At present, with the exception of Hwang et al. (2019), studies exploring the relationships between sensory processing differences, IU, anxiety and RRB experienced by autistic people have only included children and have been based on parent report. Furthermore, no study to date has explored the relevance of alexithymia to these relationships. This study aimed to understand these relationships in autistic adults. We hypothesised that there would be a significant direct path between sensory processing differences and ISB and RMB, respectively. We aimed to investigate whether alexithymia, IU and anxiety were individual and serial mediators of the relationship between sensory processing differences and RMB and ISB, respectively. Figure 1 indicates the pathways tested in this study.
Demographic characteristics of the sample (N = 426)
Self-describing/rather not say
Ethnicity (N = 412)
Mixed/multiple ethnic backgrounds
Other ethnic group
Rather not say
Diploma of higher education
Certificate of higher education
General Certificate of Secondary Education (GCSE)
No formal qualifications
Employment status (N = 423)
Employed without support
Employed with support
Spread of data
Meeting cut-off for ASD
A favourable ethical opinion was obtained for the PAT-A study from the NHS Health Research Authority (HRA) and Wales REC 5 (ref: 18/WA/0014). All participants provided informed consent.
Questionnaires used in this study included:
Social Responsiveness Scale-2 (SRS-2; Constantino & Gruber, 2012)
The SRS-2 is a 65-item self-report questionnaire, measuring areas of social functioning associated with autism, useful for sample characterisation. Items are scored on a four-point Likert scale from 1 to 4, and higher scores indicate more severe symptoms. Scores of 68 or above meet the threshold for autism. Scores ranging from 0 to 67 are normal, 68–84 show mild social reciprocity difficulties, 85–112 show moderate difficulties, and scores of 113 and above indicate severe difficulties.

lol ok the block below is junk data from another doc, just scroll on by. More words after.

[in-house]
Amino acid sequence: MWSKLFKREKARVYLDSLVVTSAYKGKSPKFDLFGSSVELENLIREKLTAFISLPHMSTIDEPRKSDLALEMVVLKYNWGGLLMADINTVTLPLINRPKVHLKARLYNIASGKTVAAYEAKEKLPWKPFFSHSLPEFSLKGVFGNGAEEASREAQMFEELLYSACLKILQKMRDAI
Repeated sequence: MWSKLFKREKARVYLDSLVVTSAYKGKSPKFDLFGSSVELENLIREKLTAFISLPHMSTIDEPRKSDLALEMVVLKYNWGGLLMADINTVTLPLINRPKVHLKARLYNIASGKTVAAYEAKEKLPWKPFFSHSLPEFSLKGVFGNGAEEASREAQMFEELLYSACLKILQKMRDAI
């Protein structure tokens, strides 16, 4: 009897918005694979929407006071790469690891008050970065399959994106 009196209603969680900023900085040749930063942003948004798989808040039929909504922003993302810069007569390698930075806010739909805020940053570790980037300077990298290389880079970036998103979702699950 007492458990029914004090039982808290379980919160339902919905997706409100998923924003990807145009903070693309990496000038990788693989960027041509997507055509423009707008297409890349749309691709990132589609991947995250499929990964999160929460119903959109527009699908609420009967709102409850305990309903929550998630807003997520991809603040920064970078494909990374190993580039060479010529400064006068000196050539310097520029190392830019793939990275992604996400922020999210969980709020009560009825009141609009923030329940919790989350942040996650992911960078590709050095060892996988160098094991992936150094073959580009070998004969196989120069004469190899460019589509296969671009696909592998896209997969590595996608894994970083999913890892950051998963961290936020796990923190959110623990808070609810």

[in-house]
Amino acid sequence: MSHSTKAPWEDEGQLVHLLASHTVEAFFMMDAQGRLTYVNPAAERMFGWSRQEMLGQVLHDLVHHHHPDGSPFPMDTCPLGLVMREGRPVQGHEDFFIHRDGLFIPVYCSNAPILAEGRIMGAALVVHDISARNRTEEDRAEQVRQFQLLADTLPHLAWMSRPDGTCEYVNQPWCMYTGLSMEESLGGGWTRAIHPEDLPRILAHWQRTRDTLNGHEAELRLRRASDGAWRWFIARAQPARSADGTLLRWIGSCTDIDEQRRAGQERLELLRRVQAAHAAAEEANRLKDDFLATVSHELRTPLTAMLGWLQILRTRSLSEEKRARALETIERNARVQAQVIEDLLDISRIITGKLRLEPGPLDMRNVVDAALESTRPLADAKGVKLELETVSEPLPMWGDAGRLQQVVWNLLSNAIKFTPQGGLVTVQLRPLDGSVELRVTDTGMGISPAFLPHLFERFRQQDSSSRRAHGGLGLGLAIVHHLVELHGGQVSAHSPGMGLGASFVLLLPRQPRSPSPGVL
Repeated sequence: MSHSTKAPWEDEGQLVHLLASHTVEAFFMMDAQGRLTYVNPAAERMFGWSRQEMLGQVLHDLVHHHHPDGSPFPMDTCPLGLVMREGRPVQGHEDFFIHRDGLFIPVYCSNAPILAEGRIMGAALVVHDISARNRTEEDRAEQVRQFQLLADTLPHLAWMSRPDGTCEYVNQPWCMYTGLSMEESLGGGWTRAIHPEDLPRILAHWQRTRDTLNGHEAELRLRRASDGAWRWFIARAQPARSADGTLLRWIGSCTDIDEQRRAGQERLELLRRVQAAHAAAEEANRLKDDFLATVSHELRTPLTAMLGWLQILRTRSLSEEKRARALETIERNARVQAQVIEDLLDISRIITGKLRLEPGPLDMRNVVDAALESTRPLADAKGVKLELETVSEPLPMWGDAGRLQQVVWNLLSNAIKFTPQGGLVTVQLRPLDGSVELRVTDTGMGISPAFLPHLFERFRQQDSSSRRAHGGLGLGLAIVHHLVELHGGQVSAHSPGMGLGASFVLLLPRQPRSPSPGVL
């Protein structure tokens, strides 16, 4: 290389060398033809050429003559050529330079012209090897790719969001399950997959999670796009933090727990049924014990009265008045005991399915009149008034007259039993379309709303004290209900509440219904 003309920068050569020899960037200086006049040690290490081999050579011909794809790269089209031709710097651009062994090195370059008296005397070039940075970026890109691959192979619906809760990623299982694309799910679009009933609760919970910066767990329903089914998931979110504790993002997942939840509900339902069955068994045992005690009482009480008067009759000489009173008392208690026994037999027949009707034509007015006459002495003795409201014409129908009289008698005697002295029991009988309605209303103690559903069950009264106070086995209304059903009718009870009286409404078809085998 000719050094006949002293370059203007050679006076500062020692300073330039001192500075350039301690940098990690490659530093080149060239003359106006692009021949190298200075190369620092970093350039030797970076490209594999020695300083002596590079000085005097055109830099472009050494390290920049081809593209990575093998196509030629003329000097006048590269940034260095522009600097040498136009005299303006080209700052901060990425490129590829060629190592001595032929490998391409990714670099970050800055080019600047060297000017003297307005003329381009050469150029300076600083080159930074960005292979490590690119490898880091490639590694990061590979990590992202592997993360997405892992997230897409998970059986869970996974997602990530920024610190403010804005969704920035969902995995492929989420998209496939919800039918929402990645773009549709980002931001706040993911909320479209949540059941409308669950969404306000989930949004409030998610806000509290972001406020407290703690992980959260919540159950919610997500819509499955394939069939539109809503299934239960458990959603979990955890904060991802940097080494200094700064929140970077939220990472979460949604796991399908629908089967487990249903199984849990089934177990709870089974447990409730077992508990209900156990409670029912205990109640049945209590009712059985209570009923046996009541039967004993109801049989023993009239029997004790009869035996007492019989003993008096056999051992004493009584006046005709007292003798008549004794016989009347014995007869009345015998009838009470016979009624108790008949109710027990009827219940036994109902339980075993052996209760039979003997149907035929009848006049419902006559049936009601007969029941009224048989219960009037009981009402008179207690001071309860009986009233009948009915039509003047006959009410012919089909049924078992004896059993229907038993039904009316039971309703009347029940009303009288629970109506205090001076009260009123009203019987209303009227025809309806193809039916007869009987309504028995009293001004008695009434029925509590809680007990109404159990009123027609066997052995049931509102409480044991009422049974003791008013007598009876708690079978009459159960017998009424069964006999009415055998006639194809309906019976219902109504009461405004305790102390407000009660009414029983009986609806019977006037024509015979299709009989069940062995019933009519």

The SRS-2 has demonstrated excellent internal consistency (α = 0.94–0.96) in autistic and non-autistic populations (Bruni, 2014), and the predictive validity of the adult form is also good, with a specificity level of 0.60 and a sensitivity of 0.86 (Mandell et al., 2011). SRS-2 internal consistency in our sample was good (α = 0.87).
The SPQ is adapted from the ‘Diagnostic Interview for Social and Communication Disorders’ (DISCO; Wing et al., 2002) to assess sensory processing differences in adult populations. The sensory items from the DISCO were converted into a self-report questionnaire and tested with autistic adults. The SPQ includes 21 items scored using a five-point Likert scale. Total scores range from 21 to 105. A higher score indicates a greater degree of sensory processing difference. There are no reported cut offs for impairment. With ASD populations, Kent (2014) showed good internal consistency (α = 0.89) and external validity, as indicated by large correlations with the Adult/Adolescent Sensory Profile (Brown & Dunn, 2002) sensory seeking (r = 0.69), sensory avoidance (r = 0.75), and sensory avoidance (r = 0.74) quadrants, but not the low registration quadrant (r = − 0.23) of the SPQ. In our sample, internal consistency was good (α = 0.87).
Adult Repetitive Behaviour Questionnaire-2 (RBQ-2A; Barrett et al., 2015)
The RBQ-2A is a 20-item questionnaire about RRB, which was adapted from the RBQ-2 (Honey et al., 2007), for use in adult populations. The RBQ-2A scores range from 20 to 60 and there are no reported cut offs for impairment, however, a higher score on the RBQ-2A indicates higher display of RRB. Factor analysis supports a two-factor structure, corresponding to RMB and ISB (Barrett et al., 2015, 2018). The RBQ-2A has good psychometric properties in ASD samples with acceptable-good internal consistency for the two-factor structure (RMB α = 0.70, ISB α = 0.81) in an autistic sample (Barrett et al., 2018). Internal consistency for our sample was acceptable for RMB (α = 0.74) and ISB (α = 0.78).
Toronto Alexithymia Scale (TAS-20; Bagby et al., 1994)